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ENTERED according to Act of Congress, in the year 1836, by

WILLIAM MARSHALL & Co., in the Clerk's Office of the District Court of the Eastern District of






The work now submitted to the American reader has been prepared and published in its present form, with the hope of contributing, by the instrumentality of the churcI CATECHISM, to its great object, the inculcation of SCRIPTURAL TRUTH. The instructions of this publication were designed, in the first instance, for the use of Sunday-schools, as will be seen from the preface to the English edition. It was, however, as the author truly stated, “equally calculated for general use," and suitable for the purpose of a “Manual of Divinity for young persons." In a subsequent edition, while the instruction of Sunday-schools was still kept in view, many alterations and additions appear to have been made, in order to adapt the work still more to general

The measure of approbation and “liberal patronage" which it has received from the English public, may be estimated from the fact, that four editions of it have been published in England, two of them within the last five years.

The American editor, desirous of promoting the proper and intelligent use of the Church Catechism, and sensible, moreover, that a plain summary of Christian doctrine and duty is much needed, both by the young and by many of mature age, has gladly availed himself of the present publication to provide for both these objects. In his opinion it is eminently adapted, both to render the study of the Church Catechism more profitable and interesting, and to inculcate clear and satisfactory views of “the first principles of the oracles of Christ,” by means of that excellent summary. No better basis could probably be found for a series of instructions in the principles of Christianity.

The manner in which the present work is to be used will vary with the age and attainments of the reader. In classes of very young persons the matter in the large type may be studied, with so much of the Scripture reference as circumstances may sense ; forming their thoughts and fixing their attention to the reason and relation of things; aiding and inuring them to reflect a little on such points as are within their reach, and enabling them at length to give a clear account of all parts of the Christian dispensation, and become fully acquainted with their duty both to God and man. This is the office of catechising: which, though it may appear a low, contemptible one, yet is assuredly an arduous task; and which perhaps requires the greatest pains and skill of any part in the whole ministerial function."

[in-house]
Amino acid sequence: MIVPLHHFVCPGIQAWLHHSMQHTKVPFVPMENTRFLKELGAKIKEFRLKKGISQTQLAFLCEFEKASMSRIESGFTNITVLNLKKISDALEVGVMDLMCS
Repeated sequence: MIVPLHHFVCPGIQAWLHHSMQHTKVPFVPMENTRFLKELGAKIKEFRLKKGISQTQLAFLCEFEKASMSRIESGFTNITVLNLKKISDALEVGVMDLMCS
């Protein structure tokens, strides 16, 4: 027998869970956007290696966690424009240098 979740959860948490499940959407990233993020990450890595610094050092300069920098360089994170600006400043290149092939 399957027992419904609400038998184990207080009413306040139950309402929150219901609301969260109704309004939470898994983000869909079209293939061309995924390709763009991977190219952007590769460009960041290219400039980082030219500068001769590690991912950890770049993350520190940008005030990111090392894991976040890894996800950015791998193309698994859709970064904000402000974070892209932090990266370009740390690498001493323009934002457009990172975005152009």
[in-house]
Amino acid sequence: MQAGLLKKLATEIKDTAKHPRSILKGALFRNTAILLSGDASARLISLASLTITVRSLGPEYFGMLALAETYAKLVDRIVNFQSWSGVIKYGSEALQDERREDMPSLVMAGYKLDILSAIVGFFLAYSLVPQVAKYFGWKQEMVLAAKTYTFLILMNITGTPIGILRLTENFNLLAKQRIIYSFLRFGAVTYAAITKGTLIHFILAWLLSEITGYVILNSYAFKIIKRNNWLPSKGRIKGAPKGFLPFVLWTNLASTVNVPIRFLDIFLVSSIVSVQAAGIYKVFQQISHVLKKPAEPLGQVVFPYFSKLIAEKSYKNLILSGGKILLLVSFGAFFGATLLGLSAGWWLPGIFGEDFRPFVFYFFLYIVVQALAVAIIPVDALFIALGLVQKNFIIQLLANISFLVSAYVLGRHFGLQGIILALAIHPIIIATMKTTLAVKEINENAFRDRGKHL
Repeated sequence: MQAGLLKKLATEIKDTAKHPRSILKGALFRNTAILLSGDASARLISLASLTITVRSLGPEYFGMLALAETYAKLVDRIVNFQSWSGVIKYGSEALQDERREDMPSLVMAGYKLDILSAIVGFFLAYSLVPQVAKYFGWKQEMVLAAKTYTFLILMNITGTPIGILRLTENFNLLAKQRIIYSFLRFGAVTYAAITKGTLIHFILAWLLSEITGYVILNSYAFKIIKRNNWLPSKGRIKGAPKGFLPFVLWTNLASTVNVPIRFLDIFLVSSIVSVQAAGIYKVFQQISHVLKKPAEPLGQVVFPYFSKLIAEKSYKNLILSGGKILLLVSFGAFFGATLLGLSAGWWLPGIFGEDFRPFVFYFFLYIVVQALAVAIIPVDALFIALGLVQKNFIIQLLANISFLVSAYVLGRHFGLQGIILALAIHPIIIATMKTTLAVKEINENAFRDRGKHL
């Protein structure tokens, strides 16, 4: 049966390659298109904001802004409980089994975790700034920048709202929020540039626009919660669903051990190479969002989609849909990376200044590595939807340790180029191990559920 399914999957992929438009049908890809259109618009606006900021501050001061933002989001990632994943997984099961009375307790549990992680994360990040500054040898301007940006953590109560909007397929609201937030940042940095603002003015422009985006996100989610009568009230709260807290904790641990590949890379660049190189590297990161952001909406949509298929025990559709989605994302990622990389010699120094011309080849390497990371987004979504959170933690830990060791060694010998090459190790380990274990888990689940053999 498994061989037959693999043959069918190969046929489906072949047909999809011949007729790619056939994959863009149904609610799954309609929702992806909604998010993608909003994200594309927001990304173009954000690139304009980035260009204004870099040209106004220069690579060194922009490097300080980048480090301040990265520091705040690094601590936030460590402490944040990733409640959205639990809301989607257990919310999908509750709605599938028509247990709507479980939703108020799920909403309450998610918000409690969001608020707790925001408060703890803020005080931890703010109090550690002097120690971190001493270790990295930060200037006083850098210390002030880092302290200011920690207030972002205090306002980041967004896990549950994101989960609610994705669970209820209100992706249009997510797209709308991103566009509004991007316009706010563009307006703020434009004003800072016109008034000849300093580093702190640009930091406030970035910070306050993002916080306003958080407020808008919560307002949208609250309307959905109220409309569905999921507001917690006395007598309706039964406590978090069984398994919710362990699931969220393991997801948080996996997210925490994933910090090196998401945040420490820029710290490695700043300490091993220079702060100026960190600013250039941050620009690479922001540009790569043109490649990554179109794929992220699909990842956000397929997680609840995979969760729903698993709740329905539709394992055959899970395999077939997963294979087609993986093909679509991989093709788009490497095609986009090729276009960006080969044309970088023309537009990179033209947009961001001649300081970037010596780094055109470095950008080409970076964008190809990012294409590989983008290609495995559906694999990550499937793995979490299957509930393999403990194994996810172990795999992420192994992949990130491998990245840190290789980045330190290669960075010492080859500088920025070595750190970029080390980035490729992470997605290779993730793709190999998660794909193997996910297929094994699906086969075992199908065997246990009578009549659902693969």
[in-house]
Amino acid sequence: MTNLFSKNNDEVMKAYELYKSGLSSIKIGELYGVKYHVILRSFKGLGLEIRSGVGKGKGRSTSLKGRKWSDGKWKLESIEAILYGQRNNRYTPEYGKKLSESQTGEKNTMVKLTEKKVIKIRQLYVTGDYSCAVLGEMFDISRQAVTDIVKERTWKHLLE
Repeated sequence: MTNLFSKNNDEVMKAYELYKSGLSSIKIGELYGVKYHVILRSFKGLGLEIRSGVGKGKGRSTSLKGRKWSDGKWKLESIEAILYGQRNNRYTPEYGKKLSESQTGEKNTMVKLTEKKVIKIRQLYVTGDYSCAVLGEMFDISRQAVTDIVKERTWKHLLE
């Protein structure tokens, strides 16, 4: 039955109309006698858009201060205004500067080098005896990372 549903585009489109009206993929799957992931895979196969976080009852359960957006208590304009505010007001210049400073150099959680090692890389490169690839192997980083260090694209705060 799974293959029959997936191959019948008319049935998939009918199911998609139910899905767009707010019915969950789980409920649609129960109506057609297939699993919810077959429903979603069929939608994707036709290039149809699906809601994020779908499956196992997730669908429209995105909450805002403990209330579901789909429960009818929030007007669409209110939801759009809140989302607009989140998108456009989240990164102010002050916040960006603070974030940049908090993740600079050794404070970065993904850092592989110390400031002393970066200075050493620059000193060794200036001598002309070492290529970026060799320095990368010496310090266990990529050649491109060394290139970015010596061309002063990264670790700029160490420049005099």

The great contrast between the practice of ancient and modern times with respect to catechising, is attributed by Bishop Law, in a great measure, to the neglect of what he considers the proper mode of performing this duty. After referring to the Catechetical schools established in the times of primitive Christianity, and the exercises of several eminent masters in them, still extant, he adds,

“ At present this is a work which many, either discouraged by disuse and the despicable notions which are apt to be entertained of it, or deterred by its difficulty, are extremely shy of undertaking. Some have not the desire, some not the resolution, to set about it: and most content themselves with causing the Church Catechism, or a comment upon it, to be repeated in the time of Lent; and, if they continue to hear the children say it over till they repeat each word in order, think that they have amply done their parts in this respect. But, formerly, the Church of God, both among Jews and Christians, understood his precepts, and their duty, on the point before us in a different manner: and whether our own Church by requiring* every parson, vicar, or curate, to teach, instruct, and examine the youth and ignorant persons of his parish, in some part of the Catechism, for half an hour or more, every Sunday and holyday ; and all fathers, masters, &c. to cause their children, servants, and apprentices to come at the time appointed, obediently to hear and be ordered by the minister,' and this with so high a penalty,

* The rubric, as in the American Prayer-book, also requires that the

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